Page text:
Fort Abraham Lincoln State Park has long insinuated itself among the ranks of haunted places of North Dakota, by always seeming to provide just enough atmosphere—a retreating footstep here, a fading whisper there—to make the ever-growing sub-culture of paranormal enthusiasts emphatically declare the place to be a haven to phantoms, ghouls, spirits, lingerers-on, or any other name by which a ghost may be called. Even the skeptics, when presented with stranger circumstances than may be easily dismissed by logic, are sometimes forced to use the I-don’t-know-how-to-explain-it shoulder shrug.
When the Custer House was reconstructed in 1989 it seems the men and women who long ago lived and died at Fort Lincoln were themselves resurrected. Interpreters and tourists both reported paranormal experiences from the beginning, and as more buildings were added, so too were hauntings to the chronicles of the strange and unexplained at Fort Lincoln. A woman wearing a black dress is seen looking out a second-floor window of the Custer House; footsteps are heard pacing the sergeant’s quarters in the Barracks; the voices of weeping women echo along the boardwalk; a shadowy figure stalks the Commissary at night; horses’ hooves stomp the dirt of their stalls in the Stables.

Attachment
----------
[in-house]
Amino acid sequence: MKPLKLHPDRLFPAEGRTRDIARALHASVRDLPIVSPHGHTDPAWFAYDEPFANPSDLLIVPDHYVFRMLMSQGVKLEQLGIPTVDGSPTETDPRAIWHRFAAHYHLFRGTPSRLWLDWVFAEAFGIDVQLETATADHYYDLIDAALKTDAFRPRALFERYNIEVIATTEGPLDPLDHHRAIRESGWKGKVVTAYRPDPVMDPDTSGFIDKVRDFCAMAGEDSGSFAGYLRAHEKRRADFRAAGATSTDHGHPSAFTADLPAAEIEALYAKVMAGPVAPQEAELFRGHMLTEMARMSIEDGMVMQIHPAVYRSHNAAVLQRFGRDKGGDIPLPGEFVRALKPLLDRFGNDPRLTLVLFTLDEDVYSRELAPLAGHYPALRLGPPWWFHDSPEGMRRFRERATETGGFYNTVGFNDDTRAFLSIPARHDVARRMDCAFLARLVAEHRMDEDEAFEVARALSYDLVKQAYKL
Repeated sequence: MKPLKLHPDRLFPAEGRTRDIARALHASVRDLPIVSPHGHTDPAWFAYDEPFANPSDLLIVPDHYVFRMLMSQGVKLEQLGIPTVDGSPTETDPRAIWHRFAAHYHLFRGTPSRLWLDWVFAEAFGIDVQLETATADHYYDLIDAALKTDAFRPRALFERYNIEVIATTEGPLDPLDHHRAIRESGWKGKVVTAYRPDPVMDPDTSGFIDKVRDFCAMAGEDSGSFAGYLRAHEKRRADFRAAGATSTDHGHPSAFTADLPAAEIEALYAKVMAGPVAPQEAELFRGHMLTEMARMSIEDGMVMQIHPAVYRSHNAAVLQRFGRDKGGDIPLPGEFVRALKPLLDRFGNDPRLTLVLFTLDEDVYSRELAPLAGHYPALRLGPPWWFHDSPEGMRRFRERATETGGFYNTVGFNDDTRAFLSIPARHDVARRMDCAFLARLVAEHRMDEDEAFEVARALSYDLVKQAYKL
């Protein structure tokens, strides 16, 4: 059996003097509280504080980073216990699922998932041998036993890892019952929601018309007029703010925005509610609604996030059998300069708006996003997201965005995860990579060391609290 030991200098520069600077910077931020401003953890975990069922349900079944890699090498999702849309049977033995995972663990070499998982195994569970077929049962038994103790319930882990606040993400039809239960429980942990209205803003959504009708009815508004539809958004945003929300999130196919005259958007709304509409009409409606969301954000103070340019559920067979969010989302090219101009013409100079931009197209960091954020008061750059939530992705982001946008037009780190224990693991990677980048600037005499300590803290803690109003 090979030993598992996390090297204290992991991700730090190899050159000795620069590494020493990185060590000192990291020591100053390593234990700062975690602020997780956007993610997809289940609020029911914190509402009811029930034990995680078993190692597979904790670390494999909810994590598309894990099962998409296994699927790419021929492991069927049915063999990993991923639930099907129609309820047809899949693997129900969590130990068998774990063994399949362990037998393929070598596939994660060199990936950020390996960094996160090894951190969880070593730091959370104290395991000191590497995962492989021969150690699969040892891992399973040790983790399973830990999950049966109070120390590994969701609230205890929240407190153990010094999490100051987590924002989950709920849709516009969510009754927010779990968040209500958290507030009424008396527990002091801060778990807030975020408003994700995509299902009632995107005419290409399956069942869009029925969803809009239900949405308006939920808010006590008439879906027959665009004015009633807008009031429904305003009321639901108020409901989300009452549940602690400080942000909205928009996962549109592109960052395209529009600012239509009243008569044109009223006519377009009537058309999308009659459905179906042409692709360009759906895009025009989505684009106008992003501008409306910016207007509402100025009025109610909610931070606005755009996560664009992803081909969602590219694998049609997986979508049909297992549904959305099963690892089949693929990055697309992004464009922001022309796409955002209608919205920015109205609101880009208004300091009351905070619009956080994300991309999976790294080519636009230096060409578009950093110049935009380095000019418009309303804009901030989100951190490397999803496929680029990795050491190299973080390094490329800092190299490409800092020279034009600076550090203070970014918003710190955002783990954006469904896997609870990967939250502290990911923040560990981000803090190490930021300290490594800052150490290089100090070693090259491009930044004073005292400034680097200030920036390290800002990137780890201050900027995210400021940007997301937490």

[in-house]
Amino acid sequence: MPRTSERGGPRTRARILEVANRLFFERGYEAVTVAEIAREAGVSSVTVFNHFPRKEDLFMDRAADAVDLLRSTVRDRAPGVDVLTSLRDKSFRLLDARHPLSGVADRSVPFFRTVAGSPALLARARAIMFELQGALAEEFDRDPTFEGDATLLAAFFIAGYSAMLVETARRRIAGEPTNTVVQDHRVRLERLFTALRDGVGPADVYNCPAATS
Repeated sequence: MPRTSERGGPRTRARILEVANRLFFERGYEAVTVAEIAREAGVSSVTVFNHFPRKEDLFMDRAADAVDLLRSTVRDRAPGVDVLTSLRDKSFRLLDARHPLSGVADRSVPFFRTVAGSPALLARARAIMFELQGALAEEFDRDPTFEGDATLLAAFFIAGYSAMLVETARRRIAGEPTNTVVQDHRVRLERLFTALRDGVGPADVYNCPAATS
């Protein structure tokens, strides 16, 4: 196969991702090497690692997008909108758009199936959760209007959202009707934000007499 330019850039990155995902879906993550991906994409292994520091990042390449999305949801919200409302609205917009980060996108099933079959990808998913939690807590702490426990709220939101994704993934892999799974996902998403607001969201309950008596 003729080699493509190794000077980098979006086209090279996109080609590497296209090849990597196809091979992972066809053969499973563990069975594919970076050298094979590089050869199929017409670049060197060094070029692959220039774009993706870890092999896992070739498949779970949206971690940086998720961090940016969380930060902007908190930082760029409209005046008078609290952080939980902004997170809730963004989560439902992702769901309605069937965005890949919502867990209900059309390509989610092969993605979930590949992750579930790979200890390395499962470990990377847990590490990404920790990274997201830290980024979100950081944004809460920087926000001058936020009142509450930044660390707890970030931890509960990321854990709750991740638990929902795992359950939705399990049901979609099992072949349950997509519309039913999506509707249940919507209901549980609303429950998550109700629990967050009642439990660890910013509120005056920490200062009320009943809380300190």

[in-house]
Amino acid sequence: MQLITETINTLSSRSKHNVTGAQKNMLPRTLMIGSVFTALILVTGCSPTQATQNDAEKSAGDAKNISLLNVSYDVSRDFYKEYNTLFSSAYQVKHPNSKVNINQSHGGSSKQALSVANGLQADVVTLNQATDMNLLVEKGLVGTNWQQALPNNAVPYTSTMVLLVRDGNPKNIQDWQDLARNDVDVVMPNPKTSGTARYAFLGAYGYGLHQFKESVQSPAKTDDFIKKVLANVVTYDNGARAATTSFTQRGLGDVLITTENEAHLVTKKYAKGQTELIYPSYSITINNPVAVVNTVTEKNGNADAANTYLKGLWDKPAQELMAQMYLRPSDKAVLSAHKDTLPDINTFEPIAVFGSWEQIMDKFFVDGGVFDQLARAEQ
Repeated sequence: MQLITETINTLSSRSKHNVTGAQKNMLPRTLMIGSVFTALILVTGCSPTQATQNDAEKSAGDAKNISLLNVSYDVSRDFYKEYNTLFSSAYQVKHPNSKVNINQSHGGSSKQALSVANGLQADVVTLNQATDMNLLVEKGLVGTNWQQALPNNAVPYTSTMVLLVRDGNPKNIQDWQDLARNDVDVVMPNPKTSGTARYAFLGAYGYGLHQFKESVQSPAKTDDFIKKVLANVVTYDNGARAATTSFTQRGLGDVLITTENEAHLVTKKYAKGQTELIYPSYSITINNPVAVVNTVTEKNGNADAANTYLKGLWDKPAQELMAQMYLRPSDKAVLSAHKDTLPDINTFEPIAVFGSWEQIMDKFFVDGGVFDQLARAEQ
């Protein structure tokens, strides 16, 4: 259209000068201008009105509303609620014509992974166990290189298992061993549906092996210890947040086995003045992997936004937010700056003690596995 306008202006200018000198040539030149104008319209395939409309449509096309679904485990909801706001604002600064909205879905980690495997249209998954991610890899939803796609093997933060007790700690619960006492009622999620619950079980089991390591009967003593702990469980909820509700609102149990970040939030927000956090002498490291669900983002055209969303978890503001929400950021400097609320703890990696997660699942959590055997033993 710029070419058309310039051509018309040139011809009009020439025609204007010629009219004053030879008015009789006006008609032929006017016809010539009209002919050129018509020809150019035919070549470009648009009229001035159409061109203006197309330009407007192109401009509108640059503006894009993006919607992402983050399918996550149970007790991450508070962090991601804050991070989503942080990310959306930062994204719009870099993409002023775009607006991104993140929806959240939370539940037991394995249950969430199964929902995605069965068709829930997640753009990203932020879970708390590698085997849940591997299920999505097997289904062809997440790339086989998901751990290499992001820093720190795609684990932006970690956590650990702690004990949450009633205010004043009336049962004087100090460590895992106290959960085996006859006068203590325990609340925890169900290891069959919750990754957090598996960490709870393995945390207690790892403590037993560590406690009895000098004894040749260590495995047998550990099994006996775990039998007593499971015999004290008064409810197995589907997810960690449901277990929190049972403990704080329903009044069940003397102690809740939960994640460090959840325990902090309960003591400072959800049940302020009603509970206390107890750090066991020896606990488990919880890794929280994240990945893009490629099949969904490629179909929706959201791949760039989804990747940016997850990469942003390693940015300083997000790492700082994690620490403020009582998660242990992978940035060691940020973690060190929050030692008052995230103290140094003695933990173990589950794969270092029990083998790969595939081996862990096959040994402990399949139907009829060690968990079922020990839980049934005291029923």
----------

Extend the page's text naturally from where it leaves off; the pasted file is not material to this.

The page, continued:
Paranormal activity has continued for years; occasionally a new phenomena is documented—floating orbs in photographs became quite popular in the early part of the 21st century.